Patra's Other Place

I started out with Patra's Place, primarily dedicated to my linen collection and stitching projects. But I kept getting side-tracked, so I decided to create Patra's Other Place for anything not related to embroidery topics. So you now have a choice. If you are interested in me, read this. If you only want to see my linen and stitching, visit Patra's (original) Place! (Please note that by clicking on any of the photos, they will be enlarged to fill your computer screen.)

My Photo
Location: Melbourne, Vic., Australia

I am married to Ken. We have no children except a cat and a collection of Australian parrots, finches, canaries and a dozen hens.

Thursday, May 15, 2008

Hospital-i-Tea Blog-a-thon Week 7?

With all that has been going on in my life, I've missed one or two weeks of the fun over at La Te Dah's blog, so I'm not even sure which week they are up to!
Anyway, this week we are invited to describe our favourite tea rooms. The Hopetoun Tea Rooms in Melbourne are very special to many people in our city. It was my parents' favourite spot to go to for a cuppa when they were in the city for some reason, and after Mum died, Dad continued to go there with friends or family, or anyone else who would join him! I haven't been there for a number of years, but I keep promising myself that I will one day. The following description is taken from one of the many websites that promote the Hopetoun Tearooms.

The Hopetoun Tea Rooms embodies all of the traditional style that is missing in some cafes, especially in the inner city precinct. While its patrons are of all ages, it is wonderful to see a large number of older people dressed up for their city visit, sitting in a place that is not pumping with loud music, feeling safe and supplied with a large choice from a traditional menu; including pinwheels, asparagus rolls, pumpkin scones with lashings of cream and a pot of tea. This is a comfortable, nostalgic place. The interior is decorated with luscious deep greens, marble topped tables, velvet to the touch paisley wallpaper and a large filigreed mirror dated at 1891. The ceiling is veiled with billowing puffs of material.

A dumbwaiter brings the food orders up from the kitchen below. The apparatus was only recently made fully electric, with the pulley ropes being removed just three weeks ago (August 2001). This place is authentic. When friends, Sharon Piccolo owner of the tea rooms and manager Mary Tomasino took up their part in the long history of the Hopetoun Tea Rooms many of the fixtures were already on the premises and antique. Mary kindly gave me a tour of the downstairs kitchen which I was so curious to see once she had told me of it. We took a lift down and through an archway, around to the right the space opened out into a large kitchen. Four smiling faces looked up from pounding dough to greet us. Sitting on top of the stove were trays full of plump croissants. Mary explained that there had been a wrought iron stove that needed to be replaced as despite looking beautiful it had become temperamentally unpredictable.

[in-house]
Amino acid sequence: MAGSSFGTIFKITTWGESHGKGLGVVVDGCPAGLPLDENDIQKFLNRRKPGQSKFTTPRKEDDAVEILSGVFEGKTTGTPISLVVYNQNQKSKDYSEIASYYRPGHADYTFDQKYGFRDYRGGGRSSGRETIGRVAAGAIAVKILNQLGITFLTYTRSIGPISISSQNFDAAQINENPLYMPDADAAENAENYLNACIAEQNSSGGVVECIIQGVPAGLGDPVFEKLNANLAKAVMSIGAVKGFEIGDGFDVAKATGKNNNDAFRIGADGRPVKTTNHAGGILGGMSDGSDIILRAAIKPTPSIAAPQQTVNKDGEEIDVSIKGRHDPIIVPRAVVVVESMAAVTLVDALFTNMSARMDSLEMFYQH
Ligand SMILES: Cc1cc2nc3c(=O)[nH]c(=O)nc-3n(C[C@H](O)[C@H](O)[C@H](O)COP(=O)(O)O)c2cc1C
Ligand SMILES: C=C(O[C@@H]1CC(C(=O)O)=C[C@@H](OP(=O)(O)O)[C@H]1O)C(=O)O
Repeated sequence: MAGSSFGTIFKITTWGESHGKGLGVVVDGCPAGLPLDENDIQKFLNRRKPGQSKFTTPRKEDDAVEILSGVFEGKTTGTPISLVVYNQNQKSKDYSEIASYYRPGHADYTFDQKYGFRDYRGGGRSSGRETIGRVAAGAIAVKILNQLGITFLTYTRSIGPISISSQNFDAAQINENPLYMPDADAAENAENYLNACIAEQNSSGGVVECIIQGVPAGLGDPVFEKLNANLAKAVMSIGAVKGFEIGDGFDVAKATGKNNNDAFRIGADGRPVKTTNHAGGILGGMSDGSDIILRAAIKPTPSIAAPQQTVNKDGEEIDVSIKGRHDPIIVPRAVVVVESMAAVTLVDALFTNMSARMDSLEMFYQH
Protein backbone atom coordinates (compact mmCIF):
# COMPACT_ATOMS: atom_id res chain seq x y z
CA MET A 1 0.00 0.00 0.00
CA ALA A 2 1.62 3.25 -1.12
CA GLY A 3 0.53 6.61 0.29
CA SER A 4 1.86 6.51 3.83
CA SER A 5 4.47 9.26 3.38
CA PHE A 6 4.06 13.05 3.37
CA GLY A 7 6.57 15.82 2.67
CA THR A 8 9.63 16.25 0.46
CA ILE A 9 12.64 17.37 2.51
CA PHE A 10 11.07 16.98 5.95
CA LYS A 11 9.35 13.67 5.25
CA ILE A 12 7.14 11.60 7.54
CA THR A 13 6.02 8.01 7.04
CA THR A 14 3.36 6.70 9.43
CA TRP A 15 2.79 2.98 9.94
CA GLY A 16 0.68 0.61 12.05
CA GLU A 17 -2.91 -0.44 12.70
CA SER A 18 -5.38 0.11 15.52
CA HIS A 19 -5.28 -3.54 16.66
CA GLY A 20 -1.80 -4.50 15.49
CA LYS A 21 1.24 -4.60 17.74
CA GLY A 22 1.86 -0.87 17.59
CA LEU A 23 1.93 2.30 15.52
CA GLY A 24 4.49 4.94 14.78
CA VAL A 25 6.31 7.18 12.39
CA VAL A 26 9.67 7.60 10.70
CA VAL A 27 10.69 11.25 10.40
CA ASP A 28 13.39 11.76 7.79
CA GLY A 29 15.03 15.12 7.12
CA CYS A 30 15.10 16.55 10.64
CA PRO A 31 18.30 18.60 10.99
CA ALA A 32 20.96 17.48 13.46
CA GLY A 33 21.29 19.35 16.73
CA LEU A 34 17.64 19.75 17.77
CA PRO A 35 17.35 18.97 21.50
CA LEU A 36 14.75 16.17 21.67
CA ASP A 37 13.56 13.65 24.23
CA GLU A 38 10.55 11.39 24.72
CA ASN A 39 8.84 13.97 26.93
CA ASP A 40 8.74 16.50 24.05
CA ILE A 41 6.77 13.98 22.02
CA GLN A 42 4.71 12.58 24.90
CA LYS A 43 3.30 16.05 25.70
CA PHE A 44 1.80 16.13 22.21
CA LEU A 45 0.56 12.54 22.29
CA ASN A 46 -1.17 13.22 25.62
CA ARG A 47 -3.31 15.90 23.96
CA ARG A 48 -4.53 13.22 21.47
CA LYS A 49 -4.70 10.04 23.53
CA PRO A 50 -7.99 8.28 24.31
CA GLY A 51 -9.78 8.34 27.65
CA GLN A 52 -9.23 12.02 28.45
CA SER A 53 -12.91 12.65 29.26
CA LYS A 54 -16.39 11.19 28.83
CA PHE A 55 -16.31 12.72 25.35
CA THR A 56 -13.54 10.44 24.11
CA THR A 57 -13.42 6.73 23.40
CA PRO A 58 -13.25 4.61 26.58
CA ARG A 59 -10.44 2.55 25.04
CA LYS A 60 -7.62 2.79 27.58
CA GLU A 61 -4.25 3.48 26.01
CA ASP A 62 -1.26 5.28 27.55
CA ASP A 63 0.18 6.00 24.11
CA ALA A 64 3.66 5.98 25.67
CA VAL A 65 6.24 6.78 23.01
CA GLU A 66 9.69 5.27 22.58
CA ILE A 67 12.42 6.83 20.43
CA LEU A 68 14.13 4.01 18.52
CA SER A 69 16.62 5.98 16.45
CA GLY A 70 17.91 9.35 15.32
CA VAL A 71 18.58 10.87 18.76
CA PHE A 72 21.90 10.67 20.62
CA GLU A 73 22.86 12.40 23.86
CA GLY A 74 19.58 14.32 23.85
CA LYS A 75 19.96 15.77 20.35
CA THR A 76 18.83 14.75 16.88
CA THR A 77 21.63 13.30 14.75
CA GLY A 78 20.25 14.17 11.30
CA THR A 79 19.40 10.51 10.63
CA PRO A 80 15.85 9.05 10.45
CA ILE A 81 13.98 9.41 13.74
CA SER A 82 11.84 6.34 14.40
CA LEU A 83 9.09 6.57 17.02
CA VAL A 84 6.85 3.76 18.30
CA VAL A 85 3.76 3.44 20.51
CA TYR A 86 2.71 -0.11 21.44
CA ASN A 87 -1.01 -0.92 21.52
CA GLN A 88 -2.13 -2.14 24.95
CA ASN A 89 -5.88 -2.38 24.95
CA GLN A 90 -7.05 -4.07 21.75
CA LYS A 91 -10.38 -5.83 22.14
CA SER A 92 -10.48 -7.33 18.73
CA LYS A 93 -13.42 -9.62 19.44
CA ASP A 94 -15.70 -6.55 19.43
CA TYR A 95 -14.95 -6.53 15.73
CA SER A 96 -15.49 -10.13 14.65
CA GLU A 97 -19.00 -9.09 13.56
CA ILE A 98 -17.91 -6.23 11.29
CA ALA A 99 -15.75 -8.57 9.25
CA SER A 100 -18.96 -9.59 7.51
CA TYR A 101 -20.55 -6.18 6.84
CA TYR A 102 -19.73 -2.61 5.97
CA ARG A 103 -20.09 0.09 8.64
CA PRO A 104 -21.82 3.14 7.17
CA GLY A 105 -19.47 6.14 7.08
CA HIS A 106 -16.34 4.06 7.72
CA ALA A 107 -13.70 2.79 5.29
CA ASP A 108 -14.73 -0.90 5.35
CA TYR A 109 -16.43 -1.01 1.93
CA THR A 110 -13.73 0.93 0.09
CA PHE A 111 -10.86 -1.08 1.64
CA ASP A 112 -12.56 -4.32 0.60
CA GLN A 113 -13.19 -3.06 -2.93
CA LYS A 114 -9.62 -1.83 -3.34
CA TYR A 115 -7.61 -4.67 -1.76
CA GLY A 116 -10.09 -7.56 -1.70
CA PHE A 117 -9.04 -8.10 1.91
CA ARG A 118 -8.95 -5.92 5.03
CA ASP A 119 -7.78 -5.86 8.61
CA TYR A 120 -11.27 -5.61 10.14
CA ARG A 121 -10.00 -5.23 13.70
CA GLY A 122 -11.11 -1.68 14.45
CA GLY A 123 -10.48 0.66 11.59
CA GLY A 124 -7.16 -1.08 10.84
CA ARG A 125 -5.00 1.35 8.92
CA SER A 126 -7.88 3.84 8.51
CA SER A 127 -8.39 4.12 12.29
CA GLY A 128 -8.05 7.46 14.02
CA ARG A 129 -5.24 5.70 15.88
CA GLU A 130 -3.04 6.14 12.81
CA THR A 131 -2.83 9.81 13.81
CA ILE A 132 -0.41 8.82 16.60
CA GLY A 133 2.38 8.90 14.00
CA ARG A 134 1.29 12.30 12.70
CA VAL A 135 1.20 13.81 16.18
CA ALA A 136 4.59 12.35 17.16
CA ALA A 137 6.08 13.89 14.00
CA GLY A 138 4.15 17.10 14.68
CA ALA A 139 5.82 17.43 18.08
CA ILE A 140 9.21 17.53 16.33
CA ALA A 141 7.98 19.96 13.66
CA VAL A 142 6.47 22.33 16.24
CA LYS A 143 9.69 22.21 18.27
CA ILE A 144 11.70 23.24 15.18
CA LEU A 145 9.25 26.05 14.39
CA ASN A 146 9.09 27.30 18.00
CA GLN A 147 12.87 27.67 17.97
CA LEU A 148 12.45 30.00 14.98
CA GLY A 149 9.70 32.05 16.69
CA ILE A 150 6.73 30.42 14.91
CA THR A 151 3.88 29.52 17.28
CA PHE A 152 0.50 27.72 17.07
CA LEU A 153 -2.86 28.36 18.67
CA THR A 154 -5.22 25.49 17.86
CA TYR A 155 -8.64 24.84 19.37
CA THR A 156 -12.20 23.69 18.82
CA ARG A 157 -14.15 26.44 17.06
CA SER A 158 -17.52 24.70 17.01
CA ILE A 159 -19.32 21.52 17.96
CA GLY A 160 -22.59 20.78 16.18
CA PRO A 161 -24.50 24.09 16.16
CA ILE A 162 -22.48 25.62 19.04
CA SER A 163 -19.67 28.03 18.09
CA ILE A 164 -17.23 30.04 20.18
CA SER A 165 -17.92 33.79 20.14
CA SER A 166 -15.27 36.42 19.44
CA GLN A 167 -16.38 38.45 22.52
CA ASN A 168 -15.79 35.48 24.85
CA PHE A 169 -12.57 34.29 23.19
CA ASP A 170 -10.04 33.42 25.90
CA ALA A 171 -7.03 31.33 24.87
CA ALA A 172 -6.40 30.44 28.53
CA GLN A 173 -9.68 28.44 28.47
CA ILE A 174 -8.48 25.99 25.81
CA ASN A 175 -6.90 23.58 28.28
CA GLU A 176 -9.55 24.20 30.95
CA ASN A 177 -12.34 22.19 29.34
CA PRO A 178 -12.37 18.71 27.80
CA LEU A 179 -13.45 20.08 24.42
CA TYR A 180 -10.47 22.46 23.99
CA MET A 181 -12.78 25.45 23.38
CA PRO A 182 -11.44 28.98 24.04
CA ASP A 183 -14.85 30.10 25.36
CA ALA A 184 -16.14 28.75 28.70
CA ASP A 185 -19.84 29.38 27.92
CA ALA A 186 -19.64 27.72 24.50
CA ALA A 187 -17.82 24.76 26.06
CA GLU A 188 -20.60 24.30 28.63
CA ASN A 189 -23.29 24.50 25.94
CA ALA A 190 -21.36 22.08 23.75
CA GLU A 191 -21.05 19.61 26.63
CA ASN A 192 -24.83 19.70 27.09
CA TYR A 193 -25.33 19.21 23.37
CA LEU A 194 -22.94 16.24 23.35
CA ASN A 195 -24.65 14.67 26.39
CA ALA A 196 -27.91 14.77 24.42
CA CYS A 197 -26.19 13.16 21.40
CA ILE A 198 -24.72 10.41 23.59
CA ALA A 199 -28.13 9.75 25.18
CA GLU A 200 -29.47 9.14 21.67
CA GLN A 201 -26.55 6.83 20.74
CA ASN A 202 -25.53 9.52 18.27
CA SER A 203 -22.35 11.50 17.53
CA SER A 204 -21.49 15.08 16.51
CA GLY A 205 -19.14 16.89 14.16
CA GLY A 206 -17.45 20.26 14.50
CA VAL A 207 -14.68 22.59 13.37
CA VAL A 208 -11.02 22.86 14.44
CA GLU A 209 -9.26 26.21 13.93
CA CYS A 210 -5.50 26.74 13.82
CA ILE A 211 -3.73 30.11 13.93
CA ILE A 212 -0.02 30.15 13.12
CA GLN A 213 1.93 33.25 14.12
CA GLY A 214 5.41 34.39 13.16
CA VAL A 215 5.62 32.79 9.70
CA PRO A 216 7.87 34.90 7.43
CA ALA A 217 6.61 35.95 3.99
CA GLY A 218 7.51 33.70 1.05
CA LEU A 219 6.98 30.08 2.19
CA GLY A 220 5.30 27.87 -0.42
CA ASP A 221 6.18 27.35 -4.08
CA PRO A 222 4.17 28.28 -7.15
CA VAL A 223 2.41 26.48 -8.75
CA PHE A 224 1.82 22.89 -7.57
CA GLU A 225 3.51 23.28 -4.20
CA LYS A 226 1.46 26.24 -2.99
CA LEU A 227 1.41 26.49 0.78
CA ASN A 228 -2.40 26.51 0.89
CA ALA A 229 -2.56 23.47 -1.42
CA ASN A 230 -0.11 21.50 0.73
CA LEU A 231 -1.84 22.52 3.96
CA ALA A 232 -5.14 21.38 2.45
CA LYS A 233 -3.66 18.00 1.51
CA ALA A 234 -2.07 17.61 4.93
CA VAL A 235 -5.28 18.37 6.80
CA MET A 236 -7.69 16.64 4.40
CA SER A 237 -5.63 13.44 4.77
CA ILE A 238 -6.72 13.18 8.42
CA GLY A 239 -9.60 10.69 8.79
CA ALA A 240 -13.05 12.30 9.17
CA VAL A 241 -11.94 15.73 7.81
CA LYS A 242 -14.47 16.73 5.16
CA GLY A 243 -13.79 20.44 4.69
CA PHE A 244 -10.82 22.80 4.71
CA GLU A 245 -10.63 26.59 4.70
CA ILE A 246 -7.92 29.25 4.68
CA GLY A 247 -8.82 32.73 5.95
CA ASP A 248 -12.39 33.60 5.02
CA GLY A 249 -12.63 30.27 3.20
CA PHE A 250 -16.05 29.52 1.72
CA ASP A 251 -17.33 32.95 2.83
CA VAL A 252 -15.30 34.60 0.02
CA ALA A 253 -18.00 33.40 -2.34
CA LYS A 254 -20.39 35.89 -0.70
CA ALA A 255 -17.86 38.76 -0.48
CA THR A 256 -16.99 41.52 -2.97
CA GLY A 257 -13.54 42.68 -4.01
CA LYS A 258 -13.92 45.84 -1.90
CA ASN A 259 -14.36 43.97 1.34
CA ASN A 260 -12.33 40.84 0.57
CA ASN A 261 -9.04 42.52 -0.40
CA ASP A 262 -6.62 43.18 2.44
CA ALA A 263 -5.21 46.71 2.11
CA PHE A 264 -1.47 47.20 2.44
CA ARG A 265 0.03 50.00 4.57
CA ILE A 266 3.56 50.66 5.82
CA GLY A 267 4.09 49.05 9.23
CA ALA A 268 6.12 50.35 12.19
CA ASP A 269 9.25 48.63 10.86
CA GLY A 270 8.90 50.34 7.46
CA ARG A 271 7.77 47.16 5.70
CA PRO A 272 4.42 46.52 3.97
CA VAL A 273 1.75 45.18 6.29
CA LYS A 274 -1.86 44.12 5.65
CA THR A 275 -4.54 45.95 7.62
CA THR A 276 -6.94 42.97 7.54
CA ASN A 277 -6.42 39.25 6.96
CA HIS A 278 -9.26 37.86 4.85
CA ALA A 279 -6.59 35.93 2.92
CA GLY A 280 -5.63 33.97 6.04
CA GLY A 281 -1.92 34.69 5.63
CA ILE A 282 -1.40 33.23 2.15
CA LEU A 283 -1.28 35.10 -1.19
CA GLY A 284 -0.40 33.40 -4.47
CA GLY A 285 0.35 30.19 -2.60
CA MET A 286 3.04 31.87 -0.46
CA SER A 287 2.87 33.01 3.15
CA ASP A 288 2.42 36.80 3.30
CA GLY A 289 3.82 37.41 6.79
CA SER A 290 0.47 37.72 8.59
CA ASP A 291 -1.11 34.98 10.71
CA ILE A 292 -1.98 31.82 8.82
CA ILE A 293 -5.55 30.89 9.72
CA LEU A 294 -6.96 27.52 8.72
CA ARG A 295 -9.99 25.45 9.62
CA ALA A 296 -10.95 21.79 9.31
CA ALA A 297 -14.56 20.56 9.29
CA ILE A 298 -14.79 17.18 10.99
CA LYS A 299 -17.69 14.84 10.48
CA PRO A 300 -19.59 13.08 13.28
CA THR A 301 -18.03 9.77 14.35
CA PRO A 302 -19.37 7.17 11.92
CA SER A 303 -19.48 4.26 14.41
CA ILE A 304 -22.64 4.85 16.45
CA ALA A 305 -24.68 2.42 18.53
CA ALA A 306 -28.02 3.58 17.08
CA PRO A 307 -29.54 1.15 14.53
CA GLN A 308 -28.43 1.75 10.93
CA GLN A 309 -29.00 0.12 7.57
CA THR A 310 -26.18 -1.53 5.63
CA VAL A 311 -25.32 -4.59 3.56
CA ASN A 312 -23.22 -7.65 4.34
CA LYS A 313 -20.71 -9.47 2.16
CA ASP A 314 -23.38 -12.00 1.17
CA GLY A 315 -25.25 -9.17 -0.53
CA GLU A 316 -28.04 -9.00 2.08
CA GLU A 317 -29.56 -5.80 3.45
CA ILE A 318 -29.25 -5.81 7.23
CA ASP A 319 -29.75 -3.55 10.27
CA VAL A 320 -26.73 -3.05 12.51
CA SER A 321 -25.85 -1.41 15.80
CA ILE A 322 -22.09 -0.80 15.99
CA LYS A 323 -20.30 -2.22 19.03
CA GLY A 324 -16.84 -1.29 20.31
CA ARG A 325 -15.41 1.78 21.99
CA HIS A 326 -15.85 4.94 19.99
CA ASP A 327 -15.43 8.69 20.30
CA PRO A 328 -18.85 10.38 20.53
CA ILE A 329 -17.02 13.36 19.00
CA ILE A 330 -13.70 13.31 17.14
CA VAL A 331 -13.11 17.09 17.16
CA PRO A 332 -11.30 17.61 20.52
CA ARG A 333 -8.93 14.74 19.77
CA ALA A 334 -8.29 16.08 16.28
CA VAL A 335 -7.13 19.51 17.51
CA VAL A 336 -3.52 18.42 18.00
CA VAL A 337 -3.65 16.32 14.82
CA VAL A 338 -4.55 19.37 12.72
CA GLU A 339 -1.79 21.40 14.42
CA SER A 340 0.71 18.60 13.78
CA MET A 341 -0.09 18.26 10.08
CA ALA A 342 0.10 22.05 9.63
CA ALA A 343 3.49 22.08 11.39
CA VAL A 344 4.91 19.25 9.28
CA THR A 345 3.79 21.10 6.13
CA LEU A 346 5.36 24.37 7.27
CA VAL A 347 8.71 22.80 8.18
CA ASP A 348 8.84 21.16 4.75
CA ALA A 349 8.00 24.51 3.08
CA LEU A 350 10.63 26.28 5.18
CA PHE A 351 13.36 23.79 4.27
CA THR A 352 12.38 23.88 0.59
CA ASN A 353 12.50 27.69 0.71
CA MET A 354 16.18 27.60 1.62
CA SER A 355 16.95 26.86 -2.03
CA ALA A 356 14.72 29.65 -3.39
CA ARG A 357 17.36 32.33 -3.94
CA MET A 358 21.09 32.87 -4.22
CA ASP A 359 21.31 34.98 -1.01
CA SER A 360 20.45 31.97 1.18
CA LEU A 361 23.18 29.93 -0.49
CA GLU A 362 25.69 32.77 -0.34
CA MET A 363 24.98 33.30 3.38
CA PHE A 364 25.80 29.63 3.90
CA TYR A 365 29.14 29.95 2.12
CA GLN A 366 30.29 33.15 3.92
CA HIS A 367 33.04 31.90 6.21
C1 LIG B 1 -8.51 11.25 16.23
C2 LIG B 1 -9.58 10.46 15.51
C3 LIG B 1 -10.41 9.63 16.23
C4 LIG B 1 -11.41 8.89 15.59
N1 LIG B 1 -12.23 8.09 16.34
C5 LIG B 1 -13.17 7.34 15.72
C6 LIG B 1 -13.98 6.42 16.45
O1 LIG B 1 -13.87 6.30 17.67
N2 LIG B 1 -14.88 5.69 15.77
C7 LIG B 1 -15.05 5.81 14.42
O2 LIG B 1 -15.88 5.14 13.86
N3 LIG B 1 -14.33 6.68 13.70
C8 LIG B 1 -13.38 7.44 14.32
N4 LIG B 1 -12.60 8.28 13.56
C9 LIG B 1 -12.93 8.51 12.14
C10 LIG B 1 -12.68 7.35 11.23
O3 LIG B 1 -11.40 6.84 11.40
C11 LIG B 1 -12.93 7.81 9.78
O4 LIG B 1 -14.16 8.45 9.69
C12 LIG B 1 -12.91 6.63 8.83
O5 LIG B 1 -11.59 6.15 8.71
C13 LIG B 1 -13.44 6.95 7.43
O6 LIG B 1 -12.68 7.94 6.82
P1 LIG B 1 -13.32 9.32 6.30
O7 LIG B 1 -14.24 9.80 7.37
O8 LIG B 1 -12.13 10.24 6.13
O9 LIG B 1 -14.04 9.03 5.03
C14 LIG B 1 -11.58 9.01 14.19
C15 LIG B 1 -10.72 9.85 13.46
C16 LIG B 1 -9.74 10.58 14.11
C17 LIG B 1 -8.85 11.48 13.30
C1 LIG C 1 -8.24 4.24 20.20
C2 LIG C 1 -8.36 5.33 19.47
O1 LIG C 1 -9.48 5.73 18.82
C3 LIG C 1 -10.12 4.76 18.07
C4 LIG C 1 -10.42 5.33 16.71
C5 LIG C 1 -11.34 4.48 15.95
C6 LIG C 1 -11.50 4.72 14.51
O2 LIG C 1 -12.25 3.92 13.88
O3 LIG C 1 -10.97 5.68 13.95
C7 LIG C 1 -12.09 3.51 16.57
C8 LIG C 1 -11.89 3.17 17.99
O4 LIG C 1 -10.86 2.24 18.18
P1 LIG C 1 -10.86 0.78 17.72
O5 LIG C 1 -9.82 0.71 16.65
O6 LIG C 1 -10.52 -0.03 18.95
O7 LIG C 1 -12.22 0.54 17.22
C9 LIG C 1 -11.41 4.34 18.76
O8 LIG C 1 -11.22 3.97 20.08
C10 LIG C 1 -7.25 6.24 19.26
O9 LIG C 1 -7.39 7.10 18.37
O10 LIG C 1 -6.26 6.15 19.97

Now a National Trust protected establishment, the Hopetoun Tea Rooms was begun 110 years ago by the Victorian Ladies' Work Association. Lady Hopetoun founded the Victorian Ladies' Work Association, her husband was the Governor of Victoria in 1889-1895 and the Governor General of Australia in 1901-1903. In response to the many men's lounges in Melbourne of the time, the tea rooms began as an exclusively ladies domain.

There is a couple who would be pleased that the tea rooms are not now ladies only. Six years ago they met at the Hopetoun Tea Rooms. They married and on each anniversary revisit their meeting, liking to sit at 'their' table. My own memorable experience of this place was having lunch with my husband-to-be, videoing each other as we sat below the grand old mirror, eating smoked ham, swiss cheese and cantelope sandwiches before choosing our wedding rings at a jeweller in the same arcade.


Blogger Lisa said...

What a special place. Thanks for sharing!

Thursday, 15 May, 2008  
Blogger ellen b. said...

Sounds like a wonderful place to have tea. The story and history you have given us is special. Thank you...

Thursday, 15 May, 2008  
Anonymous Anonymous said...

I love your story. How romantic! It sounds like a wonderful place. Thank you for sharing with us.

Thursday, 15 May, 2008  
Blogger Cori G. said...

Hi Gina,
This sounds like a wonderful tea room. I like the fact that they were started over a century ago and are still open. What a testament to a business.
This is my first visit to your blog and I enjoyed it very much. I hope your husbands mate is doing better.
Have a wonderful day.

Thursday, 15 May, 2008  
Blogger Miss Sandy said...

Fabulous post, so rich in history and tradition. I really enjoyed reading about this wonderful establishment. How special that your family continues to visit it. Thank you for sharing.

Friday, 16 May, 2008  
Blogger MyThreeDaughters said...

I love Melbourne. It looks very elegant.

I have posted about a remote Victorian tearoom.

Friday, 16 May, 2008  
Blogger La Tea Dah said...

This is an excellent post! I love the history and details that you have included. It sounds like a wonderful place to visit (I wish I could!) and how special that you and your husband shared such an important occasion in your lives there

Thanks for sharing!

Friday, 16 May, 2008  
Blogger Steph said...

What a great historical treasure! And I would love to see an operating dumbwaiter! WoW!

Friday, 16 May, 2008  
Blogger Jeanette said...

Beautiful story Gina,Thanks for sharing this special place that holds so many memories for you..

Saturday, 17 May, 2008  
Blogger Miss Eagle said...

I know I'm reasonably new to Melbourne - but I haven't heard of these tea rooms, Gina.

Whereabouts? Could we go there together?

Blessings and bliss

Tuesday, 03 June, 2008  

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